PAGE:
Top 10: Music books to take on holiday – from The Smiths to Wondrous Place and The Story Of Modern Pop

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Searching for some musical inspiration while on holiday?

Someone somewhere must be experiencing a summer right now, and Getintothis’ Paul Fitzgerald, our man on a sun lounger, has complied a list of musical holiday reads for our delight and delectation.

Going on holiday this summer? We hope so. Once again, the UK is experiencing a pretty crappy summer. We’re all wearing cardigans at GIT HQ right now. How? It’s July.

If you are lucky enough to be taking an international detour over the coming weeks, likelihood is you’ll need a good read while you lounge by the pool. We know what you’re thinking. “But, pray tell, which bloody book should I get? There’s so many books! If only someone could miraculously provide a list of, say, ten books for me to choose from!

Lucky for you, that’s exactly what we’ve done. Below is a Top Ten musical holiday reads for your supposedly deserved break.

10. A Wondrous Place by Paul Du Noyer

An absolute classic. This book needed to be written for far too long, detailing as it does, the importance of the city of Liverpool in British popular culture and the huge musical influence the city has had. Du Noyer takes a few steps back to view the whole of what is undoubtedly a much bigger picture than The Beatles industry in the city would have us believe. Tracing the line pre-Beatles with the first true rock and roll star born outside of the US – Billy Fury, through the Meserybeat era and right up to the days when Cream ruled the dancefloor. This book should be on the shelf of any serious rock fan, which itself is an indication of the massive contribution made by the city.

9. Rebel Heroes by Huey Morgan

Head Fun Lovin Criminals honcho, Huey Morgan discusses the rebels and renegades that pepper the history of popular music, explaining why we needed them then, why we need them now, and asks where the next chapter begins, and who will write it. Tracing the line straight through from the early blues pioneers such as Robert Johnson, through to the day that ‘rock and roll’ died, in 1994 when the last true renegade, the last true rebel, ended his days with a shotgun in a Seattle mansion. All manner of greatness is discussed here, and Morgan makes some salient points about learning from our past, and the importance of the rule breakers.

8. Lady Sings The Blues by Billie Holiday

Billie Holiday knew full well that she would die from her addiction to heroin, and she succumbed to that addiction just a couple of years after this book was written. So she sat down with William Duffy for a series of lengthy interviews. She wanted the resulting book to be delivered in her words, and in her own voice, so that this incredible, harrowing story could be told by the person who’d lived it. From being born into a dirt poor family with a 13 year old mother, by that age, she herself was working as a prostitute, when she first heard the blues, to becoming one of the most respected and influential African American performers of all times. The timespan of Holiday‘s life covers the most important period in Jazz, and puts her squarely at the front of the many important cultural changes that movement brought to American culture. Although she deliberately omits certain parts of her story, most notably her affair with Orson Welles during the making of Citizen Kane, the book is a fascinating read, and is as much a historical document as it is an autobiography.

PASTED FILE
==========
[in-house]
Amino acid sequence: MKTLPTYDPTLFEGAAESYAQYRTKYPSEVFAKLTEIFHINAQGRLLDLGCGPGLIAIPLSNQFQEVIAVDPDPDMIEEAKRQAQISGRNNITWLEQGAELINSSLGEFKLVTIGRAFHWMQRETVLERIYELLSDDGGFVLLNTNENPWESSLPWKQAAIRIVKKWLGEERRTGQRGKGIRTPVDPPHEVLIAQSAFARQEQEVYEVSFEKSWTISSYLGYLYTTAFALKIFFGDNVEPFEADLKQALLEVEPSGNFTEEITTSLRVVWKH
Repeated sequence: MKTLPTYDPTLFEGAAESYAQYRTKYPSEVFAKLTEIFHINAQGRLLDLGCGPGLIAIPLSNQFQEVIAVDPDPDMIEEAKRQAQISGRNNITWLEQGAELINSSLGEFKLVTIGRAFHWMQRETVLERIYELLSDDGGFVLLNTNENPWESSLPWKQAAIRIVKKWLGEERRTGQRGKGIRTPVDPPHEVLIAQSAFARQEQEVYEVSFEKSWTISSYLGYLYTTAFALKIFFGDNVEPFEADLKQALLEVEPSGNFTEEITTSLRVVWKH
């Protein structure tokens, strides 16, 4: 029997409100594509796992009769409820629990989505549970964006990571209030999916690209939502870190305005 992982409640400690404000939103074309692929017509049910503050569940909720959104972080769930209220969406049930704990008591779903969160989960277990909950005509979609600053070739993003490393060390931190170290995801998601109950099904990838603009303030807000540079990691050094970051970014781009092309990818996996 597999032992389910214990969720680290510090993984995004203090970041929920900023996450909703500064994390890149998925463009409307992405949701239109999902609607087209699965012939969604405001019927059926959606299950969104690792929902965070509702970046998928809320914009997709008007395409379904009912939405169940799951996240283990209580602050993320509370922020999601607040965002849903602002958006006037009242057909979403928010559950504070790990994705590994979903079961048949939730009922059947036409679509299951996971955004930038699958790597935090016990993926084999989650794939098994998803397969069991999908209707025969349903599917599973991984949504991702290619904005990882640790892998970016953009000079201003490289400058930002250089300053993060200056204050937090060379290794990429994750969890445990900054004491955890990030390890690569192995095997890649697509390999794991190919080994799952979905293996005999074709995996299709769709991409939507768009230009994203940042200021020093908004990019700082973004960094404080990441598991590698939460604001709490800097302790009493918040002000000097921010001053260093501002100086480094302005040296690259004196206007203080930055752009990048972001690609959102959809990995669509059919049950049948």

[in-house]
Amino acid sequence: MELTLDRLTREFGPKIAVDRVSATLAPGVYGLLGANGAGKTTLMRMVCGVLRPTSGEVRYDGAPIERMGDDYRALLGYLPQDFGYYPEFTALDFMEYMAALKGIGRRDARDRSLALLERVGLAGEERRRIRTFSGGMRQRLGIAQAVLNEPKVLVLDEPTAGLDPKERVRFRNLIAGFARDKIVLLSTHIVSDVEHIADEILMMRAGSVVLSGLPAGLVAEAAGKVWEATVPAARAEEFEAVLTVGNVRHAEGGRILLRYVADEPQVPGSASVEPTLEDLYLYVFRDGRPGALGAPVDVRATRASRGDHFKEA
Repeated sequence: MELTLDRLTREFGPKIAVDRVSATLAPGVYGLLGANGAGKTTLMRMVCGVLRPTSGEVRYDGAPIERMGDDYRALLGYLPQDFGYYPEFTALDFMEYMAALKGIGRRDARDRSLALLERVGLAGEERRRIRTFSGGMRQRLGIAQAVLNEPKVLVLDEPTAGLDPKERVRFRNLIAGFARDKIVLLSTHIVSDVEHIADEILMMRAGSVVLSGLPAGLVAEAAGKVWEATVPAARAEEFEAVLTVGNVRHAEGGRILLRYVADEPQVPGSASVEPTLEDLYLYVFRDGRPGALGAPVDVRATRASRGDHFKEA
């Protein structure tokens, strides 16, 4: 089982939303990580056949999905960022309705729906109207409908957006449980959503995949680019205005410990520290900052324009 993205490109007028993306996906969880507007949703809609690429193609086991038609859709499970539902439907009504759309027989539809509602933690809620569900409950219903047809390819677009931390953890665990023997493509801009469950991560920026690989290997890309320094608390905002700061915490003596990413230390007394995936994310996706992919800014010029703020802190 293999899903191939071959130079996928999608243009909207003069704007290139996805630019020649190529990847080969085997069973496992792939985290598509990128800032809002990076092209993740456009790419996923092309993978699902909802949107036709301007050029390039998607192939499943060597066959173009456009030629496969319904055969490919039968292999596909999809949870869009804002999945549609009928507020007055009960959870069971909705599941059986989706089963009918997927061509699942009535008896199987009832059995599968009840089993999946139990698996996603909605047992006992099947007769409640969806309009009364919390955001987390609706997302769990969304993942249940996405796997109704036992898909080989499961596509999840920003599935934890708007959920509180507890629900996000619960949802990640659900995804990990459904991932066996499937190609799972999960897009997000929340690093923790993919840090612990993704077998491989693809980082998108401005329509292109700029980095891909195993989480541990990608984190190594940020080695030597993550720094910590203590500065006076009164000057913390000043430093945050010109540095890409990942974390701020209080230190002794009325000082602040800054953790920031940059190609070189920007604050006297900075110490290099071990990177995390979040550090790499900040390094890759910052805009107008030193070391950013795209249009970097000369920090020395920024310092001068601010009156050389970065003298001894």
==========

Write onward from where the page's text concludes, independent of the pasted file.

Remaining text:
7. American Interior by Gruff Rhys

Not strictly a book about music, granted, but a great album was made during this fascinating project from the Super Furries‘ frontman. American Interior tells the story of Gruff Rhys‘ pilgrimage across the US, with a 3 foot felt avatar of John Evans. It was Evans who, in 1792, travelled to the US in search of a lost Welsh speaking tribe of Native American Indians, accidentally annexing a third of North America in the process. In 2012, Rhys followed in the Quixotic adventurer’s footsteps, tracing the path of Evans‘ adventure across America, turning the project into an album, a book, an app, and a documentary, as well as a powerpoint presentation based string of gigs, including his stunning show at Sound City 2014. The project is charted and delivered with Rhys‘ characteristic laconic stoner sense of humour, and each format adds another layer to this fantastical musical quest.

6. In The All Night Cafe by Stuart David

Ever started a band? Or wanted to? Back in 1994, Stuart David did, and, after moving from the grim surroundings of a small industrial town and teaching himself to play bass, he made his way to Glasgow to try and meet others who’d dreamt the same dreams. Within a year, after meeting Stuart Murdoch on a course for unemployed musicians in Glasgow, he finally got round to it and formed one of Scotland’s most beloved and influential bands. What follows is an evocatively and affectionately told tale of how Belle and Sebastian came to be, and what happened next. The story is delivered in an almost novelistic, romantic manner throughout, and if you didn’t want to start a band before reading it, you may well find yourself buying a bass and moving to Glasgow by the turn of the last page.

5. Wonderland Avenue by Danny Sugerman